Sunday, October 28, 2012

Bob and Blackie 1980

It was 1980 and my husband, Bob, and I were close to officially being adults.  I was in my last year of an MFA program at Arizona State University, and Bob was just finishing his family practice residency. His medical school had been paid for with a scholarship from the United States Government.  In return, he had to pay the government back, year for year, by being a doctor on an Indian Reservation.

We decided to take a road trip, visiting the different reservations so we could make an informed decision about where we would spend the next four years of our lives.  We drove our 1969 VW bug.  Old, funky, and fun to drive, we had no concerns about bad heaters, zero cooling, and a tiny engine.   We installed horse head decals on either door, and a luggage rack on the roof, which flew off well into the journey.  Mount Saint Helen's had just erupted, and the weather had an odd feel to it.  With our two dogs, Doug and Blackie, sitting on the tiny bench seat in the back of the bug, we drove from Arizona to Washington State in about six weeks time. Along the way we stopped  and spent time with the Zuni's, the Hopis, and the Lummi Nation in Washington to name just  a few.  By the end of the trip, we knew that the Zuni tribe, our first stop, had won our hearts.

Tuesday, October 23, 2012

Woman Trying to Step Outside Herself 1991

In 1991 my family and I moved from the Zuni Indian reservation in New Mexico to Uptown in Chicago.  We had two young daughters, and were to live there for a year before moving back to New Mexico.  The titles of my pieces from that time reflected my world.  Many have to do with struggle and separation, Woman Bleeding, Woman Being Pecked, and Bound Man to name a few.  The work also seemed to be about immanent danger and isolation, such as  "Man with Snake on his Head" and "Man Looking both Ways". When I call up these images, and what was going on with me at the time,  I know things were difficult, yet my memory is that it was a tremendously exciting and rewarding experience, one that I wouldn't have traded for anything.

Woman Trying to Step Outside Herself spoke to me of confinement, of trying to move away from fear and lonliness.  At the time, one of my biggest challenges was expanding the boundaries of who I was as a person.  The old Holly wasn't working in many ways, and the new Holly had no idea of where she was to go, just that she had to leave, to move on.

Tuesday, October 16, 2012

Woman with Crow 2012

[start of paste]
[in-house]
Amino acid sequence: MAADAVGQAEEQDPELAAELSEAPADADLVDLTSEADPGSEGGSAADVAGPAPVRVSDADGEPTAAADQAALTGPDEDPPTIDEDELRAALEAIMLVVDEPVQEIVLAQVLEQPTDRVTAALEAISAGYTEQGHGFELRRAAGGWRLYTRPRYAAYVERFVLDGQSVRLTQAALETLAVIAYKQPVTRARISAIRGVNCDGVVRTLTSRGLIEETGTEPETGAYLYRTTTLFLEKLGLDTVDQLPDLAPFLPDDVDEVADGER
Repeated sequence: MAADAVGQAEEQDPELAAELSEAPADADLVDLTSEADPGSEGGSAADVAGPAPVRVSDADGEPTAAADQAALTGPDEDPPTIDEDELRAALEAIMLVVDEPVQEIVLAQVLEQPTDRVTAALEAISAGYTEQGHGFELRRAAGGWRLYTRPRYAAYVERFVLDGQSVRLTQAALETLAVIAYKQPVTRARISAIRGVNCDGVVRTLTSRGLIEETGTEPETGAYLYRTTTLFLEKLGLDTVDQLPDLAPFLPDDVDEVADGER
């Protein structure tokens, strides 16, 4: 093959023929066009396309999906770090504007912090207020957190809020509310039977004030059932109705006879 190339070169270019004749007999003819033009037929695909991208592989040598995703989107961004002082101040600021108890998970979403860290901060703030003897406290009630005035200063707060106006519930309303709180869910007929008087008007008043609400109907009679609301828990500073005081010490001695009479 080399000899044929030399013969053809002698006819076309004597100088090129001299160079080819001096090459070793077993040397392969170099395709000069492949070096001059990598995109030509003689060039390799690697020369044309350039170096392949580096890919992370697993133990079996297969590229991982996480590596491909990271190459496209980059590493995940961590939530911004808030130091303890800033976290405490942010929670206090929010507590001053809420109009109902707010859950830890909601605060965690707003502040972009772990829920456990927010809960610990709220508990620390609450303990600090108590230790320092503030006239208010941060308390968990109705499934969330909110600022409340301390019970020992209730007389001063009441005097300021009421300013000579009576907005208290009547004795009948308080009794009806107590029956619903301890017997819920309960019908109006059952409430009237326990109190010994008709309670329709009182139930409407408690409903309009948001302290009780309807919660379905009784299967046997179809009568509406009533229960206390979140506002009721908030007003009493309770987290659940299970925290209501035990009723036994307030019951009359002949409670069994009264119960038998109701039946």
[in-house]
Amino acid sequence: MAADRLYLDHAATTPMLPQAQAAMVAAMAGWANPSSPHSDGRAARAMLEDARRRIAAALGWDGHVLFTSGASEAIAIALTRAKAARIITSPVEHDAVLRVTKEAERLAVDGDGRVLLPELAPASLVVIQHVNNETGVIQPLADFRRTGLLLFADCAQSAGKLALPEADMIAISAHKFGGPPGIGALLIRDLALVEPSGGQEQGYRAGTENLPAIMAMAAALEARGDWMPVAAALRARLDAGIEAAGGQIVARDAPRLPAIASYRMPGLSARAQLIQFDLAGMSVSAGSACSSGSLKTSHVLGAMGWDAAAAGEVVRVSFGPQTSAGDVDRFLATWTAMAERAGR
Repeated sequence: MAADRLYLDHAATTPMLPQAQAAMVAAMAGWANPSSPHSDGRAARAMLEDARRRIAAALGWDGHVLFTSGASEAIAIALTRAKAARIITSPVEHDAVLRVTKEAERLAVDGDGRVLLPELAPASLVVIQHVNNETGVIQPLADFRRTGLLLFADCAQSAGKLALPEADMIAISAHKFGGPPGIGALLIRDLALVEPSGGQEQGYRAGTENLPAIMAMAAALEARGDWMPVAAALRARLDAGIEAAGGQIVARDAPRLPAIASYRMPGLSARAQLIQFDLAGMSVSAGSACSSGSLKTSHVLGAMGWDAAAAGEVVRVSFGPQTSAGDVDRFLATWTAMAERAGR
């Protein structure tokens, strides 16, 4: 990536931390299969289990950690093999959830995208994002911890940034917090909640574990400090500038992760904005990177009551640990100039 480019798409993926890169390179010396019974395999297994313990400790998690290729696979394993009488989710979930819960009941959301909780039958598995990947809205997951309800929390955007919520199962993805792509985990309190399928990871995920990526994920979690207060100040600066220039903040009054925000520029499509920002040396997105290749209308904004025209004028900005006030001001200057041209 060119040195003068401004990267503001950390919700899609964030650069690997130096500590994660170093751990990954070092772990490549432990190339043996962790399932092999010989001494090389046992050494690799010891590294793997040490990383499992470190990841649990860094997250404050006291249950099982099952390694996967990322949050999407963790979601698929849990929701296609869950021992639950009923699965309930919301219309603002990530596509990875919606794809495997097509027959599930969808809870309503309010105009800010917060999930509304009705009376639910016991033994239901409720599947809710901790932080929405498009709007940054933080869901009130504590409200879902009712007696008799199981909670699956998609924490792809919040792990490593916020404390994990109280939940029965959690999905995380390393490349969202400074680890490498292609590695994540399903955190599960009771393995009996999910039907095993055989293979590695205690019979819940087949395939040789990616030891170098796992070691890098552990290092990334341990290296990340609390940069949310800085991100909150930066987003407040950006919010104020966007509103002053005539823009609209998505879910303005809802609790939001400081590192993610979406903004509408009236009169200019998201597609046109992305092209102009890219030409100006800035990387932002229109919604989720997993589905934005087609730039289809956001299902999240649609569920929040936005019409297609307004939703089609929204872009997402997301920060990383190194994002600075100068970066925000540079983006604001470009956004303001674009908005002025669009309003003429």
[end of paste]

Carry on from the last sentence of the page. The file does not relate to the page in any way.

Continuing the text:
The crow has just landed on the woman’s outstretched arm. She has a halo made from the branches of a tree in winter, filled with small birds. The crow knows he can trust this woman because of her halo. It tells him that she is safe, holy. His body is made of the feet and legs of a dead bird, but his head is alive and knowing. Like the crow, we can see inside the woman through a portal that has made her available to us. Inside are leaves and tubing--her inner workings. They are sharing something profound, a deep connectedness.

Thursday, October 11, 2012

Man with Holes in the Sky 2012

In 1992 I had a young family: two daughters under the age of four. Things weighed heavily on me as I wondered what kind of a world my daughters would grow up in. Among other concerns, I fretted about were global warming and ozone depletion. Although I didn't really understand the concept of ozone depletion, I could picture the big holes in the sky that we‘d been warned about, and so I did a painting. Scratching into the paint at the top I wrote, "He heard on the radio that there was a hole in the sky. He didn't know what to do". The painting sold. A good sign that someone was listening. Now, twenty years later, I've done another painting with holes in the sky. We don’t hear much about ozone depletion anymore, but clearly it was something my unconscious still wanted to discuss. No text this time, but birds and trees accompany the man who looks bewildered, or, at the very least, puzzled at what has gone awry.
Hole in the Sky, 1992

Monday, October 8, 2012

Frightened Elephant 2012

Two years ago, in the fall of 2010 I taught a workshop on solving visual problems using paint and collage.  The last day of the workshop, when everyone was cleaning up, I went around to different students and asked if I could have the paint peels from their palettes as they scraped the old paint away.  Everyone was happy to oblige, and I brought home an assortment of beautiful acrylic paint peels made by hands other than my own. One of those paint peels spoke to me of being an elephant, so I built this image.

I've written earlier in this blog about The Last Elephant Frightened Elephant is The Last Elephant's cousin, or brother, or sister. With their incredible intelligence and awareness, I can't help but think this elephant knows what's coming, and that he's very anxious and worried about the fact that he may be one of the last of his kind.